Belgian Doctors Admit To Killing Newborns With Disabilities And
By Dave Reynolds, Inclusion Daily Express
April 13, 2005
BRUSSELS, BELGIUM--While euthanasia has been legal in Belgium since 2002, it is not legal for children, regardless of their level of disability or illness.
Despite this fact, Belgian babies and infants are routinely killed by the doctors who are supposed to care for them.
A study published last week by the medical journal Lancet revealed that 143 of the 298 newborns or infants who died before their first birthday between August 1999 and July 2000 did so at the hands of their doctors.
Researchers sent anonymous questionnaires to the 175 doctors involved in those cases. The 121 doctors who responded said they either withdrew treatment, gave lethal doses of pain killers, or used drugs specifically to end babies' lives.
The surveys revealed that nearly 60 percent of the doctors support a law allowing them to engage in "mercy killing" of infants, and that 79 percent thought it was their professional responsibility in some circumstances to bring about the death of a child.
"We found that about three in four physicians who are confronted with critically ill neonates and infants are willing to participate in certain forms of life termination in these children," said Professor Luc Deliens, an author of the study from Free University of Brussels. "The main reasons for shortening of the neonate's life were the absence of real survival chances, and, if the baby survived, an expected very poor quality of life,"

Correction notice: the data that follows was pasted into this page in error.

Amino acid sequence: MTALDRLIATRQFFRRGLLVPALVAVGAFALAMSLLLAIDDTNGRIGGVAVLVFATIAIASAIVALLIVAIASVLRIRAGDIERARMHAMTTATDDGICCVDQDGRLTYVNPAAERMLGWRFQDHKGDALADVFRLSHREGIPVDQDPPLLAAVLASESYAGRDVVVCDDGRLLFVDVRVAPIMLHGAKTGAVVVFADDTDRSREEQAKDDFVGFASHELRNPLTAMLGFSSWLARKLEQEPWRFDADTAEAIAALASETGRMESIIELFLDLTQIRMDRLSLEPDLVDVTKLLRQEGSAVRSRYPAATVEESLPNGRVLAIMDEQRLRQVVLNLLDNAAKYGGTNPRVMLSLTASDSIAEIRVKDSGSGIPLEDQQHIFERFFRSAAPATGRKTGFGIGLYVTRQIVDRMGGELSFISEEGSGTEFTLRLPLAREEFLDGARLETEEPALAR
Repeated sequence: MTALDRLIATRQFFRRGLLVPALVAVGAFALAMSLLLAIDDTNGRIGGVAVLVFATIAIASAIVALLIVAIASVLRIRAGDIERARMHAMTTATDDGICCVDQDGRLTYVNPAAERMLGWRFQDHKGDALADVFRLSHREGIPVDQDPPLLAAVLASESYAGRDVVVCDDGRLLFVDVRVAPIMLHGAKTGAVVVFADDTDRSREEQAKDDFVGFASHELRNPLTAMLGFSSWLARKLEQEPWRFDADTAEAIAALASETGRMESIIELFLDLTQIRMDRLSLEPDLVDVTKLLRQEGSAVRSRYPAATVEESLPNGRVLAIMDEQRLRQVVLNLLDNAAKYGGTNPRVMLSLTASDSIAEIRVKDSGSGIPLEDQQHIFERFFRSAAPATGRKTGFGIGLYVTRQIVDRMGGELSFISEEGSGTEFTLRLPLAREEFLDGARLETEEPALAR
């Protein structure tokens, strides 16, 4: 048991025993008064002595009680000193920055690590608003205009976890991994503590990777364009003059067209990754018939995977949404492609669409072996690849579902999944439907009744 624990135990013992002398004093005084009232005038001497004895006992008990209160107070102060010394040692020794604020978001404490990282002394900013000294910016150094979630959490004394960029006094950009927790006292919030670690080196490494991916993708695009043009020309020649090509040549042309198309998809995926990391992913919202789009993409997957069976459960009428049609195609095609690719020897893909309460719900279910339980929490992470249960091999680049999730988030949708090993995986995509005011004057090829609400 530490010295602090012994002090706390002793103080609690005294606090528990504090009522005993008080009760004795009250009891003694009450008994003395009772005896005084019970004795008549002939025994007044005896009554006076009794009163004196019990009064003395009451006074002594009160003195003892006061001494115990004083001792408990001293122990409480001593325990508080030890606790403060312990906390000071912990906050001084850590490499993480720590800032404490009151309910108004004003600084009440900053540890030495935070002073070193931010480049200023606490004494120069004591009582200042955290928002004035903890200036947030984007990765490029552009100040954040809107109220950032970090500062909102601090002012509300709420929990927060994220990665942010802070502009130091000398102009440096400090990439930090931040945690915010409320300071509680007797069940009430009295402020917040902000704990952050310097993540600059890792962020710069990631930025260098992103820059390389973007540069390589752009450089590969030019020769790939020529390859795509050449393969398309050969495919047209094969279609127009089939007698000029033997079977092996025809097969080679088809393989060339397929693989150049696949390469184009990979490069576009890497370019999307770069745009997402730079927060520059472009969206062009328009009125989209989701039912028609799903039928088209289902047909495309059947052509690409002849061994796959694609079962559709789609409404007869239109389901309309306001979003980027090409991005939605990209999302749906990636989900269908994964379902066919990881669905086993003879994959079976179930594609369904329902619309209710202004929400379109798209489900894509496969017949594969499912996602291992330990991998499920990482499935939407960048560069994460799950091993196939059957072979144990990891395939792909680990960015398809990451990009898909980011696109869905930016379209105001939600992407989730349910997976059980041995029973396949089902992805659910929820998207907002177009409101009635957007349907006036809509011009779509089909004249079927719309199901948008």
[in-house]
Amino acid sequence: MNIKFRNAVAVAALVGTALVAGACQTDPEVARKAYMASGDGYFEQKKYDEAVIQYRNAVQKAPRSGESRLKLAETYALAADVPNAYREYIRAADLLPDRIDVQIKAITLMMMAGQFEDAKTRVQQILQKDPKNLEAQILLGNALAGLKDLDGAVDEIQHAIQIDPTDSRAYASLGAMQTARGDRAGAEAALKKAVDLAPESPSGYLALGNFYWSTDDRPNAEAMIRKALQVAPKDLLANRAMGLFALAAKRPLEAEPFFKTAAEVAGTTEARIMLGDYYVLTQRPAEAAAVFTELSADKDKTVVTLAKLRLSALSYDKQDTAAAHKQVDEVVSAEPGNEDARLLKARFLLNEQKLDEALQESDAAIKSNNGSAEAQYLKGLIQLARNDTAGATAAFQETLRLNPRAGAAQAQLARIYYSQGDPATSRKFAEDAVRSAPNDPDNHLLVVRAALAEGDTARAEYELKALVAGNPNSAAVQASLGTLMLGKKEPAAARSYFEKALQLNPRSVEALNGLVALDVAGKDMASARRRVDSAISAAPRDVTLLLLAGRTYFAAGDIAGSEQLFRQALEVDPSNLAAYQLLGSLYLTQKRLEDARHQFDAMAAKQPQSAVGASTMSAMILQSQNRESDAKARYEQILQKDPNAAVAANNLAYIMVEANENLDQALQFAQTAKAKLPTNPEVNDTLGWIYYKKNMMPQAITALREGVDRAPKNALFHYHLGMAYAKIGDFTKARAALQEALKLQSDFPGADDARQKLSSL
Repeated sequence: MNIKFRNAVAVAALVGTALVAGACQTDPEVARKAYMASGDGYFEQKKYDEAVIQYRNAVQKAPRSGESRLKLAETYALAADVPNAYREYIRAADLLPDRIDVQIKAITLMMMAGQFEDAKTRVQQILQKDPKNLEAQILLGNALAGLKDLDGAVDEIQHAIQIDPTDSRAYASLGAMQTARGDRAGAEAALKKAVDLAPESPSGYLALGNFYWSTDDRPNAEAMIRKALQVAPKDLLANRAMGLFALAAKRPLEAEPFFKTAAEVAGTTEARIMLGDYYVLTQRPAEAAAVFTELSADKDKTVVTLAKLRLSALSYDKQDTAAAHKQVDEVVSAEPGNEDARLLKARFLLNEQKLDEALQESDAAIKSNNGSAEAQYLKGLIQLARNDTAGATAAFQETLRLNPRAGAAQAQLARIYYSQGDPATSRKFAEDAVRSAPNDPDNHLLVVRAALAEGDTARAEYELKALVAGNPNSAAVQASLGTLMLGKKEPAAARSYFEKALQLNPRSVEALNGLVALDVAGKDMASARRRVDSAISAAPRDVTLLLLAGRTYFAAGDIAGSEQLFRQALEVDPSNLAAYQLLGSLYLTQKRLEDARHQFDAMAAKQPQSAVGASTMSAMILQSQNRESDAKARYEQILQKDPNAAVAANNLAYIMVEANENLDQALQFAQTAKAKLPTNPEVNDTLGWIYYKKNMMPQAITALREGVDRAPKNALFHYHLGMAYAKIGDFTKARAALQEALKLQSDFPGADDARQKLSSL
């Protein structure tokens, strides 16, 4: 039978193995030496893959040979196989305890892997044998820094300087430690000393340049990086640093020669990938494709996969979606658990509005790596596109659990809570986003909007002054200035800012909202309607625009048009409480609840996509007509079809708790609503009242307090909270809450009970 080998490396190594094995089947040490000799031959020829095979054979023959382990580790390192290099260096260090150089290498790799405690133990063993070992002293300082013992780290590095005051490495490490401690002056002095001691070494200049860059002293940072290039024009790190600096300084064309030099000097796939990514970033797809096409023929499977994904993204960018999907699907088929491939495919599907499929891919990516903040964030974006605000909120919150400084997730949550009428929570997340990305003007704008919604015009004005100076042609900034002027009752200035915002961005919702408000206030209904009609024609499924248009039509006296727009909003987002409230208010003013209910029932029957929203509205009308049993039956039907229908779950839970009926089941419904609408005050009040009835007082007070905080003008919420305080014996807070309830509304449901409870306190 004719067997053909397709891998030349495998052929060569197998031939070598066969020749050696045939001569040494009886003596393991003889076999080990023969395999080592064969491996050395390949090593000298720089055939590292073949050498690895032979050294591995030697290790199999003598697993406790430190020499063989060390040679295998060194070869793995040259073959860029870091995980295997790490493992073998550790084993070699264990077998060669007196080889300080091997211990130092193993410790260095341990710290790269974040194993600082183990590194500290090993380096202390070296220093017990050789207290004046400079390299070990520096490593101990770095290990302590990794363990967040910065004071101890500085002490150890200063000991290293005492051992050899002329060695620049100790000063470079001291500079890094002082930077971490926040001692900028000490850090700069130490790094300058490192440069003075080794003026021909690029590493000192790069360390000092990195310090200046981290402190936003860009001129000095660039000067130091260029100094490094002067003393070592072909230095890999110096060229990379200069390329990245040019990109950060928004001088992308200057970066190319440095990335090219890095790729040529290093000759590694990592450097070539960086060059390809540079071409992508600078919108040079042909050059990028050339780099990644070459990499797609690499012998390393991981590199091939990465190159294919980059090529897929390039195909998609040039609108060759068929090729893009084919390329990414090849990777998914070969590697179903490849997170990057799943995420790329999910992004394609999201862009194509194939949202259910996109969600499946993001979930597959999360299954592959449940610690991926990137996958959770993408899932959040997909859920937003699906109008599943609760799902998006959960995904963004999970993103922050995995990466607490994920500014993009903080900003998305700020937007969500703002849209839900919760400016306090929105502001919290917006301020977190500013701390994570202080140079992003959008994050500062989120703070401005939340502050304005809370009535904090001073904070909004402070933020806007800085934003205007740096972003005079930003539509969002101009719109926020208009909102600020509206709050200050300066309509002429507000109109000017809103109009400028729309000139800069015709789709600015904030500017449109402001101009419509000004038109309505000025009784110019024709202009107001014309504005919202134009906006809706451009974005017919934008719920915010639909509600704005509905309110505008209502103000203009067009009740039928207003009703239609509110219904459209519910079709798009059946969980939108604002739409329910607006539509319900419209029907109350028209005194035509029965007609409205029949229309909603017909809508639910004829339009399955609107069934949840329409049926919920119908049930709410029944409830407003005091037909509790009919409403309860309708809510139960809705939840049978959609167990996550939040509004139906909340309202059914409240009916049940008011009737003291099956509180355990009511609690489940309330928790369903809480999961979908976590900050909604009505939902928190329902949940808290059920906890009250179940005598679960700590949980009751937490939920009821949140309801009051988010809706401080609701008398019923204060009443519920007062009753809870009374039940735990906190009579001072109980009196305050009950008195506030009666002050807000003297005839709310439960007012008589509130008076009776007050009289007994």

The Lancet also revealed that 83 percent of Belgian pharmacists want a law regulating euthanasia of children because the drugs used for legitimate medical treatment are often used to kill the infants, just in larger doses.
In February, the Dutch Journal of Medicine reported that at least 22 newborns in the Netherlands have been killed because of their disabilities since 1997.
An earlier Dutch survey found that an estimated 15 to 20 newborns are euthanized in that country each year by doctors, but that most are not reported to authorities.
Many disability rights groups oppose efforts to make "mercy killing" legal. They argue that doctors should not be allowed to kill based on their predictions or judgments of what the person's quality of life might become, and that doing so puts children and adults with disabilities in a more vulnerable position.
"Belgian babies helped to die" (The Age)
"Dutch Doctors Kill Babies In Spite Of Euthanasia Ban" -- February 23, 2005 (Inclusion Daily Express Archives)